Victoria Aveyard is well-known for her Red Queen series, a cult-hit amongst bloggers and youtubers within the YA genre. Red Queen follows Mare, a 17-year-old peasant who has red blood in a world where silver-bloods rule, with their supernatural powers and elite status. Mare soon realises she has a power of her own, despite having red blood and a world of confusion begins in this highly addictive dystopian novel. Glass Sword, book two in the Red Queen series, hit shelves on the 9th February 2016 and will be following on from the story we all grew to love. In a recent interview with Barnes & Noble, Victoria discussed world-building, plot twists and writing multiple books at a time...
When asked about the massive plot twist at the end of Red Queen, Victoria explained it was planned all along. "Yes, [the] twist [at the end of book one] was in the outline from the very beginning, and was a large reason I wanted to tell this story. As I was writing, getting to that scene was my big motivator, and it helped me power through more difficult parts to get to that point. It was like my dessert."
Victoria gave a particularly interesting answer when asked if the pre-industrial fantasy, post-industrial dystopian setting was intentional, "I’m really enamored with the idea of a reformed society, and I’ve always been fascinated with the Dark Ages as well as the power vacuum that followed the fall of the Roman Empire. I translated this to an apocalyptic fall of the American “empire,” and what happens long, long after this version of our world has been nearly forgotten. Things are pulling back together, but mankind and humanity has changed. It was really interesting for me to literally build on top of the old world."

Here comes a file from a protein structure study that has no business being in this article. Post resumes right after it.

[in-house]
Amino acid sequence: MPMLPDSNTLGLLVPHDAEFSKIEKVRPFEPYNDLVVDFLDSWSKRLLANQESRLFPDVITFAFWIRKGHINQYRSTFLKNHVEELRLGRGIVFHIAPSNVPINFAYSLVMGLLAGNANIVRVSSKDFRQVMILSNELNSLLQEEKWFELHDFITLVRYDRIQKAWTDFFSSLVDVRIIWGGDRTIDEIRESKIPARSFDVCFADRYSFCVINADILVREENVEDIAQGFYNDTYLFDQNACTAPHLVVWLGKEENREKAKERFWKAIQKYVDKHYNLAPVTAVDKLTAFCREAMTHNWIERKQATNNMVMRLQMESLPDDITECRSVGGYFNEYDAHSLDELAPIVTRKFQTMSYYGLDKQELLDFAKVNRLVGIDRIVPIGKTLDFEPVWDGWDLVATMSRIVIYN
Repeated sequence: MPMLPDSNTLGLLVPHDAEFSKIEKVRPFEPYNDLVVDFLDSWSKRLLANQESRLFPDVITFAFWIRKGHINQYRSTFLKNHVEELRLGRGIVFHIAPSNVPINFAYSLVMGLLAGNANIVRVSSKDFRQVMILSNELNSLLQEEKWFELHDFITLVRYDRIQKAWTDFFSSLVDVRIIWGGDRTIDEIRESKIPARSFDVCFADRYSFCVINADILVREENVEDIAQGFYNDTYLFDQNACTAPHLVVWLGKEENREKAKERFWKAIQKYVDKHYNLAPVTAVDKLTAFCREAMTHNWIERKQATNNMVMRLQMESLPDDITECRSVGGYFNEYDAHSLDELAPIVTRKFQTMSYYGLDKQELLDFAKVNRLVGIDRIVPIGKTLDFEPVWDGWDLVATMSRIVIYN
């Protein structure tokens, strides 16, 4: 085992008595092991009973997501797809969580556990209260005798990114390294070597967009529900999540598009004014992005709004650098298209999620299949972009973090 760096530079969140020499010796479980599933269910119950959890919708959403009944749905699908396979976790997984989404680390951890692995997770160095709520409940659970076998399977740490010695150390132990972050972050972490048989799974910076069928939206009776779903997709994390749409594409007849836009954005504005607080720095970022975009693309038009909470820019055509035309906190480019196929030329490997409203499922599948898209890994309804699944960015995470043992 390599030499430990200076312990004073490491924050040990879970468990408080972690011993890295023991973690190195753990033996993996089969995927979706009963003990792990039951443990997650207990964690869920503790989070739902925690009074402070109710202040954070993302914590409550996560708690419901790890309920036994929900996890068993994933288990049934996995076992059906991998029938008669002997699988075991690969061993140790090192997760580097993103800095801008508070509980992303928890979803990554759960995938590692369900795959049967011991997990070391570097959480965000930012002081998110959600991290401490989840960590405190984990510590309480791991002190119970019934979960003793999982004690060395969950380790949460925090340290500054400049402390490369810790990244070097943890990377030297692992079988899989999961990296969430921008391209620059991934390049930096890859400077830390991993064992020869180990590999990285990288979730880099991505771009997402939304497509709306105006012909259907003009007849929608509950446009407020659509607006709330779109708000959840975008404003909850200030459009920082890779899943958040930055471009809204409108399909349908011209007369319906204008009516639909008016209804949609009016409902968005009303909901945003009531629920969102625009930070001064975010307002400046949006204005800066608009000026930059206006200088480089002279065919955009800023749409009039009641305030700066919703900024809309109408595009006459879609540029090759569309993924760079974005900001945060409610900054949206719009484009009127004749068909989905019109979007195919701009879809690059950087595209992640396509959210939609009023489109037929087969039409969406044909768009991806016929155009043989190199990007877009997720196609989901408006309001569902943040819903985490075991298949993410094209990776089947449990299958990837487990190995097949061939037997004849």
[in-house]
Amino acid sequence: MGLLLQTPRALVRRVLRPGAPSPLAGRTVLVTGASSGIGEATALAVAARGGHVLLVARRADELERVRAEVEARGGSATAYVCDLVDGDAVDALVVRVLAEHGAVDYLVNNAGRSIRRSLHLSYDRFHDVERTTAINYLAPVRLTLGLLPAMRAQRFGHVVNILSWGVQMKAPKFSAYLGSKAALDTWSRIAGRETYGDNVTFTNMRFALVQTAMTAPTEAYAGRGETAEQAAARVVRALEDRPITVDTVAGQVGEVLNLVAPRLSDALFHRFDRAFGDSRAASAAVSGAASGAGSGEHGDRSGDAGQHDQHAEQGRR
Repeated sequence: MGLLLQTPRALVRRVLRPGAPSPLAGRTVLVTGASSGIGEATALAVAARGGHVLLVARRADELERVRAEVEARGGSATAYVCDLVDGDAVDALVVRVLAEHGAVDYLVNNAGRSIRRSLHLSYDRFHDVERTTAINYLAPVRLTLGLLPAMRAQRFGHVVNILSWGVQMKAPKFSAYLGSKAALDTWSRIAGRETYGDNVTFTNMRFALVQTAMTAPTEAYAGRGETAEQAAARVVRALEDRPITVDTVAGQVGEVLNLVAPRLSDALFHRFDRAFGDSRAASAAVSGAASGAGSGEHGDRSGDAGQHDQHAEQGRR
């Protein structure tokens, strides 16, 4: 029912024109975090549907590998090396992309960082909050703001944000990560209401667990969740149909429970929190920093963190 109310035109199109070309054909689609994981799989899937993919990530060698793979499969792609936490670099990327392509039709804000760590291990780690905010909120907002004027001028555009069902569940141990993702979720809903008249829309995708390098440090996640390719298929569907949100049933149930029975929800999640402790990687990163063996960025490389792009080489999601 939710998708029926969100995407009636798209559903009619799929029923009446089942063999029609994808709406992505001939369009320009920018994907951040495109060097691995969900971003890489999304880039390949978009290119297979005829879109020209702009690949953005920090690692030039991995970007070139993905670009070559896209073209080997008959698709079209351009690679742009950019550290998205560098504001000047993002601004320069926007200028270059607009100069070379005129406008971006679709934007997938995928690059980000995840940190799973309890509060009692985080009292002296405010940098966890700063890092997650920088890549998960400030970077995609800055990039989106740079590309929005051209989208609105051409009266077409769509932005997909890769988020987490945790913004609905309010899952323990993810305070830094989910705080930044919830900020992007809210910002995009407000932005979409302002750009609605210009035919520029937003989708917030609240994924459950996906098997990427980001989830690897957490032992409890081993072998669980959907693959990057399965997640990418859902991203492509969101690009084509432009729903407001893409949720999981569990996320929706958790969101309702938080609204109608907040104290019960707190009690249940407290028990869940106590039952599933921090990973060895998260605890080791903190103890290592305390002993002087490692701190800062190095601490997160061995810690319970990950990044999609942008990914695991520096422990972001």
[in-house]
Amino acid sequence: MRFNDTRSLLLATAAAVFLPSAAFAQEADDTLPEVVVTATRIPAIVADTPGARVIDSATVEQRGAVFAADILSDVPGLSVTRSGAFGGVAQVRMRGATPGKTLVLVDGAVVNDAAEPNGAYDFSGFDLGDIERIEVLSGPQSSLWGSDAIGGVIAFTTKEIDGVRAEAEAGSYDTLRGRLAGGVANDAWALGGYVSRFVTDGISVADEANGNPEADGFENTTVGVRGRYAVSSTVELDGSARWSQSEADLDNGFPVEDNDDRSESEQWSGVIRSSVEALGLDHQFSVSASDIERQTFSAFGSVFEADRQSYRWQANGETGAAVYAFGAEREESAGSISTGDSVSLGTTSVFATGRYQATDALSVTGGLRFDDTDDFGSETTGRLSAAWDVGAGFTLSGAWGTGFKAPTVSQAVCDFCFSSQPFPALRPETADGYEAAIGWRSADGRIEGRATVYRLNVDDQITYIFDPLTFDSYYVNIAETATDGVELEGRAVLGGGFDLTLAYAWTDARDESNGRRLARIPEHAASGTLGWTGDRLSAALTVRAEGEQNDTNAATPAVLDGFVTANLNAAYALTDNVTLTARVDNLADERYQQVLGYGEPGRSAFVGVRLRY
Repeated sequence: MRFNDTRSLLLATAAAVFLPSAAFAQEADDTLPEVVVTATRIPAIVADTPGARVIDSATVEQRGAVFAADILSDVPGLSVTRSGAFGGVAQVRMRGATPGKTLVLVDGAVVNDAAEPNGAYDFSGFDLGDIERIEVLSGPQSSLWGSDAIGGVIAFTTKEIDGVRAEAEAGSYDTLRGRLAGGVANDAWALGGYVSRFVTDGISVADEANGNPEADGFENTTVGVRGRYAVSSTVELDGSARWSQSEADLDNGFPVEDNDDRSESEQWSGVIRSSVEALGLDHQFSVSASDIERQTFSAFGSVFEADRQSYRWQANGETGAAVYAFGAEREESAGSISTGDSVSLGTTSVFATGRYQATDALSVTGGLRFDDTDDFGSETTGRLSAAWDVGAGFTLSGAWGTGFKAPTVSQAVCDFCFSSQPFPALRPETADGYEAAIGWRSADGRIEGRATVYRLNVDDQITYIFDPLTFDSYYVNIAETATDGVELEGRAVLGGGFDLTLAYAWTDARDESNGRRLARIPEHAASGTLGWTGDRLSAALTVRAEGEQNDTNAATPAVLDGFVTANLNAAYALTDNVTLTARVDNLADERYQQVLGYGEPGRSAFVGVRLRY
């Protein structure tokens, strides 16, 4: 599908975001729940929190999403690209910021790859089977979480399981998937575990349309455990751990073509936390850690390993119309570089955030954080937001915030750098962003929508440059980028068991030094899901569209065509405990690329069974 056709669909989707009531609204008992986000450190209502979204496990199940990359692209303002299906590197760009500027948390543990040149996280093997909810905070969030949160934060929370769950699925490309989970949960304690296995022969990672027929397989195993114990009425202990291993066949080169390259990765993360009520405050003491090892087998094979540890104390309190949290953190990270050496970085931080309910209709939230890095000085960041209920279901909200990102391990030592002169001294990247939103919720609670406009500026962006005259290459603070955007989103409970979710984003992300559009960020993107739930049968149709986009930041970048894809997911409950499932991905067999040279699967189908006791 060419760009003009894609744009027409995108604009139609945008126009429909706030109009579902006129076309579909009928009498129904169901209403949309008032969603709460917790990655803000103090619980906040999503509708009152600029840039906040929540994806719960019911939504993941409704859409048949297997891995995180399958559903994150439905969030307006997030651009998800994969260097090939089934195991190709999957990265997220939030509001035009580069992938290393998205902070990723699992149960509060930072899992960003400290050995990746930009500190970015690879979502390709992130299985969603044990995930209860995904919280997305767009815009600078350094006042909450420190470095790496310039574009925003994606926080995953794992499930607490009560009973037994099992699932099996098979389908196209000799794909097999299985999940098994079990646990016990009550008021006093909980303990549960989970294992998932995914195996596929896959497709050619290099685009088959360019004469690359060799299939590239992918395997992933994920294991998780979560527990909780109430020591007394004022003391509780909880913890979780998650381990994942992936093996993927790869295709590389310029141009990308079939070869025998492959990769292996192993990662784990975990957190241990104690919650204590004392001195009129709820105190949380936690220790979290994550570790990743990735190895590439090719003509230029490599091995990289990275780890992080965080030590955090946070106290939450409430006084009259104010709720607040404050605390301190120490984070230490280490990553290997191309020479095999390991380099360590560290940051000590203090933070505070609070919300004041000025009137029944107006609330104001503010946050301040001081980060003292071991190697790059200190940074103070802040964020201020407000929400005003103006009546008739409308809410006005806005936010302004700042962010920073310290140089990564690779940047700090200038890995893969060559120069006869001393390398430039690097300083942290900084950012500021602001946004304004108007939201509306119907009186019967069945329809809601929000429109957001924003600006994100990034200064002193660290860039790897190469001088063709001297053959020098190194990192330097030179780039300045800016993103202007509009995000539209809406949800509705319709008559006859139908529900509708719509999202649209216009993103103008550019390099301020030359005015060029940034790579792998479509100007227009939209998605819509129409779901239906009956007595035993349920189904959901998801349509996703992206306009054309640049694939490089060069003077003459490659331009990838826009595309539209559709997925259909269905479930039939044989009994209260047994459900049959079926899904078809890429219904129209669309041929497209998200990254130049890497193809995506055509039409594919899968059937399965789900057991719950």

We can only imagine how hard it must be to write multiple books in the same world at the same time, how does Victoria manage to keep the plot lines straight in her head?
"it helps that the Red Queen series is developing a following, and I want to really keep my momentum going. Depriving myself of other projects is also a motivator to work. I think every writer feels this way, especially when she’s in the middle of a series. You naturally want to explore new worlds, but the trick is finding new facets in an already familiar place."